It is almost that time of year (early January) when I publish one of my semi-annual reports on iStock sales trends. A reader asked me recently to explain how I get access to the information in these reports.
The best way to start is to go back and review my iStock story
on January 3, 2012. At that time, and earlier, there was an organization called iStockcharts that published a running daily list of the total career downloads of about 90% of all iStock photographers. The list was indexed on downloads. It was possible for individuals to see where they were and how they were rising or falling relative to competitors. iStockcharts, based in Germany I think, was independent from iStock and did this automatically by grabbing the data from each photographer’s portfolio page. iStockcharts also provided a hot link to each photographer’s portfolio page and I maintained a record of those links.
In addition, iStock and iStockcharts provided information on the total downloads since iStock was founded. With this information it was easy to see that a very small percentage of the contributors where generating a very high percentage of total downloads.
I started out by looking every few months at the top couple hundred contributors with the most downloads and built an Excel file to track how fast their sales were growing. I inputted the data manually which was a lot of work, but as a result I could track trends, not where each photographer was on a given day.
Initially, iStock was reporting exact number on the photographer’s page, but after I started publishing the trend number they started publishing round numbers so >1,000 was somewhere between 1,000 and 2,000. This made analyzing the growth harder, but when your looking at people with 50,000 or more downloads it still produces some useful information.
Eventually, iStockcharts stopped producing their numbers. I suspect iStock put some pressure on them, but the reason was never explained. By that time, I had identified about 430 contributors with the most downloads on the iStockcharts list. Given that I no longer had the benefit of iStockcharts to determine who was moving up or down, and the rounding issues I determined that there was no point in updating my data more frequently than every six months.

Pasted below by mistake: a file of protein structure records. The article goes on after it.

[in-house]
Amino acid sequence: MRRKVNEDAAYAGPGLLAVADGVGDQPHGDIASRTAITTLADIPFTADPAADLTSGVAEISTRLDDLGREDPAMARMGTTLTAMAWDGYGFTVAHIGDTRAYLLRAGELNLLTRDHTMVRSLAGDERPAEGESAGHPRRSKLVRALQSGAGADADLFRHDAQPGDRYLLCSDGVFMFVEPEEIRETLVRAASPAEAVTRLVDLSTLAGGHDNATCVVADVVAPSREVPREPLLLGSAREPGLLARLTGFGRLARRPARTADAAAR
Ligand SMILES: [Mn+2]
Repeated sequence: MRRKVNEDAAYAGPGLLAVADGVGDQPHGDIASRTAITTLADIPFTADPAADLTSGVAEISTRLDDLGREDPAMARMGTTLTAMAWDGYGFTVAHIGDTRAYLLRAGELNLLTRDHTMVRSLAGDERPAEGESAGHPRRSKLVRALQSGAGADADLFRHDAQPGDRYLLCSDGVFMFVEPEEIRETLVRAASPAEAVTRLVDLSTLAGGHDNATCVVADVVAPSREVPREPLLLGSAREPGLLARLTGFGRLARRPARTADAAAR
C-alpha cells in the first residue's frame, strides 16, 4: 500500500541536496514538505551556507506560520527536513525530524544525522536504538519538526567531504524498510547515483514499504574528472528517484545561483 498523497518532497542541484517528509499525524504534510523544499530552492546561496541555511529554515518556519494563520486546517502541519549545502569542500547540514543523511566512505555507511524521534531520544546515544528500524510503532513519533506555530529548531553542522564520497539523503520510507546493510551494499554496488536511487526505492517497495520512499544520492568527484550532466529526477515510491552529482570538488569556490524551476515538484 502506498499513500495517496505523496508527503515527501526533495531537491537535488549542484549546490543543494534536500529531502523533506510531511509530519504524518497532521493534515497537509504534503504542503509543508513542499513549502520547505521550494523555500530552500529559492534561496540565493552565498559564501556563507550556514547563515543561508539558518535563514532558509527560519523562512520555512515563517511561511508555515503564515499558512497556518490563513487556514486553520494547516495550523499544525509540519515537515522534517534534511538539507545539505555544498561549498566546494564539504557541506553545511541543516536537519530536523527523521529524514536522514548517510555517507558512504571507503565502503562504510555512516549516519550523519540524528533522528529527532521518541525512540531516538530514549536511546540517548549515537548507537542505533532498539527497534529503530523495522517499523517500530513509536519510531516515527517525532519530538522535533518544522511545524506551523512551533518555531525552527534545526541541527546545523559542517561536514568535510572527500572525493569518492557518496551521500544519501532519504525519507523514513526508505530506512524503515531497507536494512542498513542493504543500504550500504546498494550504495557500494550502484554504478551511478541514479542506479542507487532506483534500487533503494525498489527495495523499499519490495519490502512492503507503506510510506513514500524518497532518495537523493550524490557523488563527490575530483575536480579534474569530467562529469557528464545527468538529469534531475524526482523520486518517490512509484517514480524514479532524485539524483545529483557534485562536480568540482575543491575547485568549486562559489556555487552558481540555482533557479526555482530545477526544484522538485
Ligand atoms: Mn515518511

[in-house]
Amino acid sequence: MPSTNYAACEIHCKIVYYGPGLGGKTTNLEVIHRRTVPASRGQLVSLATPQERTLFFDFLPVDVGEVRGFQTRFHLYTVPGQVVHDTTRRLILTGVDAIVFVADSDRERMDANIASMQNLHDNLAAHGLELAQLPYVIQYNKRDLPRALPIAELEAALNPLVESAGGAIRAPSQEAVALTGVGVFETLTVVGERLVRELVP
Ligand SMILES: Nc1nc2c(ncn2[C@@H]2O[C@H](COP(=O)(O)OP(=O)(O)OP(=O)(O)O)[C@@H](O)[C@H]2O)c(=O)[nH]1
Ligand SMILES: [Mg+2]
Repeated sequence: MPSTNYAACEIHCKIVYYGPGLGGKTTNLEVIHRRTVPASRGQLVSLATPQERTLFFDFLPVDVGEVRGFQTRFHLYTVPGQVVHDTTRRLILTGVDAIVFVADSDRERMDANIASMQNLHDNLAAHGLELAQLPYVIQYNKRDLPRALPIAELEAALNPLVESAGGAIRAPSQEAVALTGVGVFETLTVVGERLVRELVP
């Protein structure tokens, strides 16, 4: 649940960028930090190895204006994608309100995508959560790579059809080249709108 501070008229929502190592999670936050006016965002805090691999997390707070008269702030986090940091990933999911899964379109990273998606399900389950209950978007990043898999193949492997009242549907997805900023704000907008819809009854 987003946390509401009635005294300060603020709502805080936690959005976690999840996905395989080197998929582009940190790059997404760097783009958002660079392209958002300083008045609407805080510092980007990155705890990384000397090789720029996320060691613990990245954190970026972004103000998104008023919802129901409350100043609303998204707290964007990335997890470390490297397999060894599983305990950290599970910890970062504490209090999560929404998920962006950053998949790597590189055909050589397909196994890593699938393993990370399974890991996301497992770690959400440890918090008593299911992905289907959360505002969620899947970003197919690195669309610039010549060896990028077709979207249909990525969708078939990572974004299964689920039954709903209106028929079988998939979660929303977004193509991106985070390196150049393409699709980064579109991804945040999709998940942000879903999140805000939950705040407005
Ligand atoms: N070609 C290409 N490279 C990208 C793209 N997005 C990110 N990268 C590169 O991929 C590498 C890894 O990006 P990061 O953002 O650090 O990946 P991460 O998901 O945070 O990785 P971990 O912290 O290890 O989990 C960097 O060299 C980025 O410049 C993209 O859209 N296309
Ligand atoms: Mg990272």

I have been tracking my 430 since January 2013 and reporting every January and July.
An obvious problem is that I no longer have a way to determine if someone who was 450th or 500th on the list when I collected my 430 portfolio links has now moved up and should be added to my list of the top 430. Certainly that has happened in some cases, but I hope it has relatively little effect on the overall results.
In the past year-and-a-half since Getty introduced subscriptions they have made the data less accurate because they don’t report subscription downloads on the portfolio page. The numbers on the page only represent single image downloads. However, after talking with a number of photographers it appears they are getting 7 to 9 subscription downloads for every single image download. This is very similar to Shutterstock’s ratio so I think it is safe to make some assumptions about how important subscriptions have become for iStock. The numbers I report in my charts only include single image downloads.
I also track the number of images in the photographer’s collection and that remains the exact number. These figures provide some useful trend information and give an indication of how aggressively individuals are continuing to produce.
iStock allows anyone to review the entire portfolio of any image creator by simply entering the creator’s name into the search box. The number of total images in the collection is also listed on the first portfolio page.
It is no longer possible to see total career downloads of an individual creator unless you have access to the creators account identification number.